• The two single coil Jazzmaster pickups have been redesigned by Fender engineer  Michael Frank. Fender calls them V-Mod Jazzmaster pickups. They're a bit overwound and hotter than your typical vintage Jazzmaster, with a slightly fuller tone that beats any vintage Jazzmaster that I've ever heard. But just because they're overwound don't be mistaken - they don't sound "dark" at all. In fact, they're plenty bright, with a poppy sounding attack that really stands out in a busy mix.   



    • The three-way toggle switch for pickup selection is still here, but it's been relocated to the upper horn where the rhythm circuit would normally be found on a vintage Jazzmaster. I really like this placement, and I found I was much less likely to accidentally hit it in the new location.


    • There are some notable differences in the hardware department too. The Fender-branded floating "tremolo" (vibrato) has the traditional locking mechanism, but the tremolo arm now screws in like a Strat's, which I personally prefer.


    • Fans of playing behind the bridge will be happy to note that the vibrato plate is in the traditional position, and hasn't been moved forward like it is on the Classic Player Jazzmaster.


    • The original threaded bridge saddles have always been one of the weaker areas of the original Jazzmaster design, and one that Fender has thankfully addressed with the new American Professional Jazzmaster. Instead of saddles with two individually adjustable allen screws (which can tend to vibrate out of position, leading to unwanted buzzing and rattles) Fender is using Mustang-style saddles. These are rattle-free and result in much better sustain, and because their string slots are deeper and better defined, they also keep the strings in place much better, without the tendency for them to "pop out of place" like they sometimes do when you play a vintage Jazzmaster with a bit too much enthusiasm.  



    • Fender includes a really nice form-fitting heavy-duty molded case with the American Professional Jazzmaster.



    • The rosewood fingerboard option is more expensive, adding about $50 to the guitar's price tag. Furthermore, it doesn't appear to be an option that's available with all the available colors - currently it's the only choice available on the Sunburst and Sonic Gray colors, with maple boards being exclusive to the other two colors. Rosewood has always been the more commonly used fingerboard wood on Jazzmasters, with maple being much rarer, so it's good to see maple being offered for a change.


    • Those who like to use the original Jazzmaster's extra "rhythm circuit" controls (which were mounted on the the pickguard in the upper horn) will no doubt be disappointed to see them gone, but to be fair, they make using the guitar a bit more complicated, and many players never bother to use them.


    • Players with smaller-than-average hands may find the new neck profile uncomfortable and fatiguing to play for long periods of time.






    In a lot of ways Fender has refined the traditional Jazzmaster and made it more appealing to modern players. The new fingerboard radius, along with the taller frets, certainly make it a much easier guitar to solo and bend strings on, and most of the types of mods that many players feel are necessary on earlier Jazzmasters have already been done for you. The Mustang-style saddles alone make the guitar much more playable and stable - Jazzmaster players won't have to keep a bottle of blue Loctite around anymore to prevent rattles, and any worries about the strings getting knocked out of place are gone now too.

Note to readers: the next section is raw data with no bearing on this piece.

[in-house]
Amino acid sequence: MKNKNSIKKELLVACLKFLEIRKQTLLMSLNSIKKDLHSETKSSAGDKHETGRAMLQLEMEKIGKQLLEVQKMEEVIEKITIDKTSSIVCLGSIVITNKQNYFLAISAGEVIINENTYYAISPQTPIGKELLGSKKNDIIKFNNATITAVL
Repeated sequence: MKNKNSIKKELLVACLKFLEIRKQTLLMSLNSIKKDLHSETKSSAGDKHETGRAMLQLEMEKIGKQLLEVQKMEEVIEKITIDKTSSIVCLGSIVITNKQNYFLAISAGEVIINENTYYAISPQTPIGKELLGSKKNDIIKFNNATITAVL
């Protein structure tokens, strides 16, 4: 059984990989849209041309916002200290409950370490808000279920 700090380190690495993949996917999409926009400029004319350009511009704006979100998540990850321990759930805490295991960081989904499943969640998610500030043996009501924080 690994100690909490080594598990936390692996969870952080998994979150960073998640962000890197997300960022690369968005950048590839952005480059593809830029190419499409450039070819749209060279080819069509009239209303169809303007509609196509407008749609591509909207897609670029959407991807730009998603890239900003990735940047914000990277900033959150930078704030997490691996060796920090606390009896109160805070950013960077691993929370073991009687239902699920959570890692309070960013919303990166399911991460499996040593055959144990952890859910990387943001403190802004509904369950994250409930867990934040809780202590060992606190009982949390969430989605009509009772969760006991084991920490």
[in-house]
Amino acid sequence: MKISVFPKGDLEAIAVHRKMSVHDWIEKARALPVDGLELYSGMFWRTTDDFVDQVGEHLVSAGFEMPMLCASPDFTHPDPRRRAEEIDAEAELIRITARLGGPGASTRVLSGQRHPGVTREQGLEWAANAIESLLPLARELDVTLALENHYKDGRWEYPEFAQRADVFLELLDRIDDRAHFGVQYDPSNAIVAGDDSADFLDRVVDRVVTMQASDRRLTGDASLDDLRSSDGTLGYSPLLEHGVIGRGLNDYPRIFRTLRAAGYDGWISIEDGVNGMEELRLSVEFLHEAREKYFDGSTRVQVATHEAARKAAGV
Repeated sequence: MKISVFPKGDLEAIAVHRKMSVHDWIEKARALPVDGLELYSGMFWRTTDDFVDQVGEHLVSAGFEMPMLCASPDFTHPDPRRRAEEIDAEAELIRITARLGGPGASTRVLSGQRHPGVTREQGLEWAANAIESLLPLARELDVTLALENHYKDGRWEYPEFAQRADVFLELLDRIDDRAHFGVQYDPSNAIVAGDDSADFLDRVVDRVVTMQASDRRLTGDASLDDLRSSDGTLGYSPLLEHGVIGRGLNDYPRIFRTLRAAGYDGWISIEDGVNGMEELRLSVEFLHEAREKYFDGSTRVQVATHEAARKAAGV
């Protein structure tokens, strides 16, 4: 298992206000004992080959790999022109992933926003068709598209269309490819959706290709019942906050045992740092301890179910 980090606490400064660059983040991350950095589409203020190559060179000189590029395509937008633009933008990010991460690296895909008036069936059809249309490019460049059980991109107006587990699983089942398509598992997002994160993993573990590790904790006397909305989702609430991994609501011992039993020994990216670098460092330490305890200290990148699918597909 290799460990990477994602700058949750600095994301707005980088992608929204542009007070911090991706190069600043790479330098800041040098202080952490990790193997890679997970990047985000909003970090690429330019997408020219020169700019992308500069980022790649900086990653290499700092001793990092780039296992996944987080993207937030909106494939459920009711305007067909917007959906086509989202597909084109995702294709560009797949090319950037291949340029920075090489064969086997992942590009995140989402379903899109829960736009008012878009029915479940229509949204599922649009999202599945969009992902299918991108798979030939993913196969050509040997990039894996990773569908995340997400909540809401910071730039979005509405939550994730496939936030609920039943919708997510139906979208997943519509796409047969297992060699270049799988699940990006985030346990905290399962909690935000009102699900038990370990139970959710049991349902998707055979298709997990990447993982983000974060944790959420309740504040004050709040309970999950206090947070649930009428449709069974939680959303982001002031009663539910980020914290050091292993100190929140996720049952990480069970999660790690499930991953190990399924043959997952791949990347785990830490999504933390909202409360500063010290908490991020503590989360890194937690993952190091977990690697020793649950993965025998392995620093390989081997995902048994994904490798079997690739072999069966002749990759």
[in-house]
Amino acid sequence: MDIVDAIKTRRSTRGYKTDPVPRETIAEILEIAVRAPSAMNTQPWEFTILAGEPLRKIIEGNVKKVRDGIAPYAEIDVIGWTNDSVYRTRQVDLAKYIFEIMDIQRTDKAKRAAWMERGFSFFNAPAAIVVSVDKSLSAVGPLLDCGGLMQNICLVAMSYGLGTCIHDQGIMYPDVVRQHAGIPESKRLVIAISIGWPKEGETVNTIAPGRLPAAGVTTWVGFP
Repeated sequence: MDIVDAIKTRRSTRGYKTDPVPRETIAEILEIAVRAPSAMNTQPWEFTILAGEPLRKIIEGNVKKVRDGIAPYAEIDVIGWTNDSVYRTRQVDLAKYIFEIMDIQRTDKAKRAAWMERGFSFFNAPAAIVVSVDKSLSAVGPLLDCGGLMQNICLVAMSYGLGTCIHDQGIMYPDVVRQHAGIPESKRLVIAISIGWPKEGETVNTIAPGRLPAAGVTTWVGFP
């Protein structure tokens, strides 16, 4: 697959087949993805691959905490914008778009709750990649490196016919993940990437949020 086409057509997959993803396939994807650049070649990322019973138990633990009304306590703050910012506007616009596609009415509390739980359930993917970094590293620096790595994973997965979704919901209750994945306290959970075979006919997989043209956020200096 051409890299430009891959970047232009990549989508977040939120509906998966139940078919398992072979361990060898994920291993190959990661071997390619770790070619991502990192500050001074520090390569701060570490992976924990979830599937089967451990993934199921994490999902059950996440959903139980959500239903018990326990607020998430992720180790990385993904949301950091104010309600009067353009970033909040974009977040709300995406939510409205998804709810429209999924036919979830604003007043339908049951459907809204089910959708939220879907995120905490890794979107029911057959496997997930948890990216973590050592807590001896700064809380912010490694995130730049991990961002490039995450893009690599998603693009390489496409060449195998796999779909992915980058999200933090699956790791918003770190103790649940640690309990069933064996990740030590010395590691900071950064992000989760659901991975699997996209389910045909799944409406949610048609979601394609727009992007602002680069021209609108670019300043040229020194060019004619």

The new V-Mod pickups are the best-sounding stock pickups of any Jazzmaster to date. Unlike some of the pickups found in Jazzmasters manufactured overseas (which are really Strat pickups hidden in Jazzmaster housings), they're "real" Jazzmaster pickups, only better. I'm sure Fender will get a lot of kudos for them - I can imagine there will be many players who will want to install a set in their older Jazzmasters.


    Some players may take issue with some of Fender's decisions here or there - traditionalists will lament the loss of the rhythm circuit controls and some players may even dislike the flatter fretboard radius or taller frets. Some players with smaller hands will probably not dig the larger profile of the Deep C neck either, but I suspect the majority of players will see most of these changes as improvements and not flaws. Ultimately though, the only way to know if this guitar is right for you is to visit a Fender dealer and give one a try.


    The new American Professional Jazzmaster is probably the most stable and solid-feeling Jazzmaster yet, and with the new pickups, it sounds great too. It's definitely a guitar that will appeal to a lot of today's players. It's great to see Fender bringing such a classic guitar back to their American Professional lineup in such improved form.  -HC-



    Have questions about the Fender American Professional Jazzmaster, or comments about the review? Then check out this thread in the Electric Guitar Forum and join the discussion!





    Fender American Professional Jazzmaster ($1,499.00 MSRP / "street", $1,549.99 MSRP / "street" for the rosewood fingerboard-equipped version)


    Fender's product web page    


    You can purchase the Fender American Professional Jazzmaster from:


    Maple Fingerboard version:



    Guitar Center    

    Musician's Friend    



    Rosewood fingerboard version:



    Guitar Center    

    Musician's Friend    























    Phil O'Keefe is a multi-instrumentalist, recording engineer / producer and the Senior Editor of Harmony Central. He has engineered, produced and performed on countless recording sessions in a diverse range of styles, with artists such as Alien Ant Farm, Jules Day, Voodoo Glow Skulls, John McGill, Michael Knott and Alexa's Wish. He is a former featured monthly columnist for EQ magazine, and his articles and product reviews have also appeared in Keyboard, Electronic Musician and Guitar Player magazines.  

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    would be one of those players who would miss the rhythm circuit but, with modern channel switching amplifiers and quality stomp boxes, it is not as much of an advantage as it used to be.

    I do like moving the toggle switch off the lower bout.

    I'd like to hear the pickups. I like the old JM pickups so, based on your review, I should really like the new ones. Is there much noise? Do you know if the guitar is shielded?